In the Press
Wednesday, September 18, 2019What Reconstruction-Era Laws Can Teach Our Democracy The New York Times
Tuesday, September 17, 2019Purdue Pharma Responds to Wave of Opioids Litigation by Filing for Bankruptcy. What Happens Now? Time
Tuesday, September 17, 2019The Electoral College Flips Elections More Than We Thought — A Commentary by Stephen L. Carter ’79 Bloomberg.com
Thursday, September 12, 2019Religious Crusaders at the Supreme Court’s Gates — A Commentary by Linda Greenhouse ’78 MSL NYTimes.com
Friday, May 3, 2019
SFALP Students Help San Francisco Challenge New HHS Rule
Yale Law Clinic students have helped the San Francisco City Attorney sue the U.S. Department of Health and Human Services (HHS) for promulgating an unconstitutional regulation in what the City sees as overreach by the Trump administration,
Students in the San Francisco Affirmative Litigation Project (SFALP) at Yale Law School provided research assistance in the weeks leading up to the suit. The City filed its federal complaint in the Northern District of California on May 2.
The new HHS rule expands protections for healthcare workers who object to medical treatment on religious grounds. The City maintains that the rule pushes beyond the plain language and intent of the federal statutes that it purports to implement and allows any healthcare entity — even one only tangentially related to patient care — to refuse to provide services on the basis of religious beliefs or moral convictions. The rule also expands the scope of services that may be withheld from direct care to counseling and information provision.
The federal complaint says that the rule threatens the rights of some of the country’s most vulnerable patients. For instance, the rule empowers an individual to refuse to provide any health-related service to a transgender person. The rule also allows a staffer to withhold even basic assistance from a woman seeking information about an abortion. Because the rule does not balance conscience protections with patients’ needs or doctors’ professional obligations, any action San Francisco takes to try to accommodate both sets of interests — such as transferring an objector to another, equally desirable assignment — risks violating the law.
San Francisco faces penalties for noncompliance. The rule gives HHS the authority to withhold all health care dollars that the City receives from the federal government, including everything from HHS research grants to matching funds for entitlement programs such as Medicaid and Medicare. The loss of this funding, which totals nearly $1 billion, would affect services across San Francisco’s health system.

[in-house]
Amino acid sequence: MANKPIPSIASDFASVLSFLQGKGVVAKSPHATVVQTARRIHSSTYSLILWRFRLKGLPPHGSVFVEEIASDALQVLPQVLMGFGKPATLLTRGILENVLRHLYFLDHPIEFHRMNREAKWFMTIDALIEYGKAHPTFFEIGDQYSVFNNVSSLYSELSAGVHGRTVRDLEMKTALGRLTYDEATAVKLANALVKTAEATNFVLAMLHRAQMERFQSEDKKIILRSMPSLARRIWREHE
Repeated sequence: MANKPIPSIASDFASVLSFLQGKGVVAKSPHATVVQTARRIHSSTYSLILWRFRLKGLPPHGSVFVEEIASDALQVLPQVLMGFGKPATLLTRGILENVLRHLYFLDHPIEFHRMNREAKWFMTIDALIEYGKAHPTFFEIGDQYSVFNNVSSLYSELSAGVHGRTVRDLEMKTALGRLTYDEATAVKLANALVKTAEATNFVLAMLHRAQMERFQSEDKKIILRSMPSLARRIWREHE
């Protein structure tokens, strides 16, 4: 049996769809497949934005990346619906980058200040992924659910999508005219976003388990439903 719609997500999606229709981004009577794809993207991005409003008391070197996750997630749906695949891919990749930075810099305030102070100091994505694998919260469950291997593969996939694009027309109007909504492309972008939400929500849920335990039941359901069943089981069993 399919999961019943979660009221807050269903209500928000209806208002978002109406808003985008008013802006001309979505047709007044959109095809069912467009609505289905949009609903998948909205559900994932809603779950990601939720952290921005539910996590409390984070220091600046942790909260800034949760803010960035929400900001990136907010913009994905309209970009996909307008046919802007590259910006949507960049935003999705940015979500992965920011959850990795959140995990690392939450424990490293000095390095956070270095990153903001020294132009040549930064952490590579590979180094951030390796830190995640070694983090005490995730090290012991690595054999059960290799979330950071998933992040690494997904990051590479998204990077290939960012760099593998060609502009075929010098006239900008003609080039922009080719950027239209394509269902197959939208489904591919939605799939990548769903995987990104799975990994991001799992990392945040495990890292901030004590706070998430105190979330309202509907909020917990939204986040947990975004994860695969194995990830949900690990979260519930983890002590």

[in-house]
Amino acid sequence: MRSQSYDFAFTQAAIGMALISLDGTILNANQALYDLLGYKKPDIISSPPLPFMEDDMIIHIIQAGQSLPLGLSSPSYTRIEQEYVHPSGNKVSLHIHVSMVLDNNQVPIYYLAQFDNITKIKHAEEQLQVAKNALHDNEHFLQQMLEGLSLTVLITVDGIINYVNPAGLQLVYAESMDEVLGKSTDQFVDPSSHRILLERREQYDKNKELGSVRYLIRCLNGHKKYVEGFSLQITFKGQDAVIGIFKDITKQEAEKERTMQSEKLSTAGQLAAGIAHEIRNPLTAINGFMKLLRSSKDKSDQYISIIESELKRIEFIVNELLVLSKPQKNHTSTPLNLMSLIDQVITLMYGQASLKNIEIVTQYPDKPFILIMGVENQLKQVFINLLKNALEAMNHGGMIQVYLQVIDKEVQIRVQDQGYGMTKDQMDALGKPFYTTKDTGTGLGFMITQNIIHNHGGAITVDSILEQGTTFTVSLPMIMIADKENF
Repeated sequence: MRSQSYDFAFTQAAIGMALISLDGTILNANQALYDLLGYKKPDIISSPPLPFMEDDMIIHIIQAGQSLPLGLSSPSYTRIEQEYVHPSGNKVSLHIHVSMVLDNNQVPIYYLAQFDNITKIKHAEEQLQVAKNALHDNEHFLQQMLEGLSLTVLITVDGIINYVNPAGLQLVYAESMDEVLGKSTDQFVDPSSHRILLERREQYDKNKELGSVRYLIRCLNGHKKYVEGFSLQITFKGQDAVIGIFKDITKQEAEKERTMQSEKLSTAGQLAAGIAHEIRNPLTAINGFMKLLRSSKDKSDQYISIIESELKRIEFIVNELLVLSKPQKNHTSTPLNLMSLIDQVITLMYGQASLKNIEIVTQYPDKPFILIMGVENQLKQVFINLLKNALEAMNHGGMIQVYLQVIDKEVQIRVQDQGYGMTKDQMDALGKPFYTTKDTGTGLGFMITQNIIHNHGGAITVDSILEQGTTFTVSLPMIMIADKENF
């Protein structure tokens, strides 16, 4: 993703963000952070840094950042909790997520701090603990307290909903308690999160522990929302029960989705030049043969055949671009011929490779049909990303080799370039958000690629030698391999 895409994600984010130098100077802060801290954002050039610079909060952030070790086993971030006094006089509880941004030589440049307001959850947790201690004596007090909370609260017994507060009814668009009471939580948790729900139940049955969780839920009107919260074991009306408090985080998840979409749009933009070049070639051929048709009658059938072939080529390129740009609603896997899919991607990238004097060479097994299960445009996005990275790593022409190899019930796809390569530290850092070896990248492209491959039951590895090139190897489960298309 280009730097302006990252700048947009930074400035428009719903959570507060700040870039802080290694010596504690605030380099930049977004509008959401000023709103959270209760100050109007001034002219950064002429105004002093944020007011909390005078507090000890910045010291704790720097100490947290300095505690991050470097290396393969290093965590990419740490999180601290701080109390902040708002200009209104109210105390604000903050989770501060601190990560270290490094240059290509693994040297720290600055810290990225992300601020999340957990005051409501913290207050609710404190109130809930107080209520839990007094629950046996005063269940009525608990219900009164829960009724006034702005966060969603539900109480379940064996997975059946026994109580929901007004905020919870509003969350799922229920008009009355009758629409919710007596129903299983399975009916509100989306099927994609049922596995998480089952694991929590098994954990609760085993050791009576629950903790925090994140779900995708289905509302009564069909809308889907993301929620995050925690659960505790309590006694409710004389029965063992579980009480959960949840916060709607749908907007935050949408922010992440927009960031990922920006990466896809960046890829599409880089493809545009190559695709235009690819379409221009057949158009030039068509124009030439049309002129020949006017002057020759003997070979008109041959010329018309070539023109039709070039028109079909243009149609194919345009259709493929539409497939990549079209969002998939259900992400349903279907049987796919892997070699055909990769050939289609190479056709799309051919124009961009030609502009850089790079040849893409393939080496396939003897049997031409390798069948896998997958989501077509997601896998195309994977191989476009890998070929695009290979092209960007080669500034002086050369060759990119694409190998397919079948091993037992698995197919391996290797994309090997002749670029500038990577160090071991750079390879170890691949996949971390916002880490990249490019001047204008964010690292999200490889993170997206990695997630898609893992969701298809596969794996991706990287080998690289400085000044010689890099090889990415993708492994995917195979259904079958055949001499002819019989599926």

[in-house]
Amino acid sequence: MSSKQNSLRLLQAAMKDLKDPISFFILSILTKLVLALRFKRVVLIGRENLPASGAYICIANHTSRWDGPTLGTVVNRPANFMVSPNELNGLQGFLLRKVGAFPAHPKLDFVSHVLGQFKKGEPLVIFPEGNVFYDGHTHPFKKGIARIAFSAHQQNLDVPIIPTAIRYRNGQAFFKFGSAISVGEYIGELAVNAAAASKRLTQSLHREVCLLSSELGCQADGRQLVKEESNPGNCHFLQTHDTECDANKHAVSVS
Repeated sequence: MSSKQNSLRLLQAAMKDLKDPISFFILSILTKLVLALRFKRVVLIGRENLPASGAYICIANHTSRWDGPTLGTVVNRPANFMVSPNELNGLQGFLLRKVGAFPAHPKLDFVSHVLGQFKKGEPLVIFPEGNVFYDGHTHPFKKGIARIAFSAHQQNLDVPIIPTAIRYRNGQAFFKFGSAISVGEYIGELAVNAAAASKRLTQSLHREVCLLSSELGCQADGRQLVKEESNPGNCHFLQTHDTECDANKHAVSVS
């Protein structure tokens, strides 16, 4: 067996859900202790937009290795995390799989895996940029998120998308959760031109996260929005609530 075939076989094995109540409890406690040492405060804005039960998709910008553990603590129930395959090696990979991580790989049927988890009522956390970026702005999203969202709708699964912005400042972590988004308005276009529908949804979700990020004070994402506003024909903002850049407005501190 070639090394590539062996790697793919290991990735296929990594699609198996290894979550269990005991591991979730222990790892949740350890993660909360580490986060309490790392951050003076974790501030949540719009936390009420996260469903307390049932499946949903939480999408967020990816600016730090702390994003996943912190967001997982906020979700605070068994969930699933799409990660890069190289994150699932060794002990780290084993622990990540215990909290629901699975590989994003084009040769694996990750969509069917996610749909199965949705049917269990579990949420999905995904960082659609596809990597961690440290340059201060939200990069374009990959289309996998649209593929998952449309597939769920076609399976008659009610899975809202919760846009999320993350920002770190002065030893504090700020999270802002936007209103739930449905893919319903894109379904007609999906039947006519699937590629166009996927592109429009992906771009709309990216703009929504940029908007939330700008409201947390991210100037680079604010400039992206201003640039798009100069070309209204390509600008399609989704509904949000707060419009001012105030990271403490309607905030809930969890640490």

San Francisco argues that the federal government does not have the authority to place the City in this difficult situation. The City Attorney’s complaint claims that the rule violates the Administrative Procedure Act because it is arbitrary and capricious, exceeds the powers statutorily delegated to HHS, and contravenes existing law. The complaint also alleges that the rule violates the Constitution’s separation of powers and due process principles, Establishment Clause, and Spending Clause.
“Rather than protecting civil rights, this new rule makes a mockery of them,” said San Francisco City Attorney Dennis Herrera. “Once again, the Trump administration is trying to bully local governments by threatening to withhold federal funds. That’s not how American democracy works. The president does not have that authority under the Constitution.”
“This isn't a question of conscience versus healthcare,” added SFALP student Mailyn Fidler ’20, who conducted a significant portion of the research underlying the complaint. “San Francisco has already adopted policies that thoughtfully address conscience objections. There is no additional need to subjugate patient beliefs, patient medical needs, and public policy to any single medical provider's views.”
“This suit is about ensuring that the executive branch respects the bounds set forth in the Administrative Procedure Act and the Constitution,” said Professor Heather Gerken, the Dean of Yale Law School and director of SFALP. “I am proud of my students for standing up for the rule of law.”
SFALP partners students with lawyers in the San Francisco City Attorney’s Office to bring groundbreaking public interest lawsuits. It is a unique and innovative model that has produced successful results for more than ten years.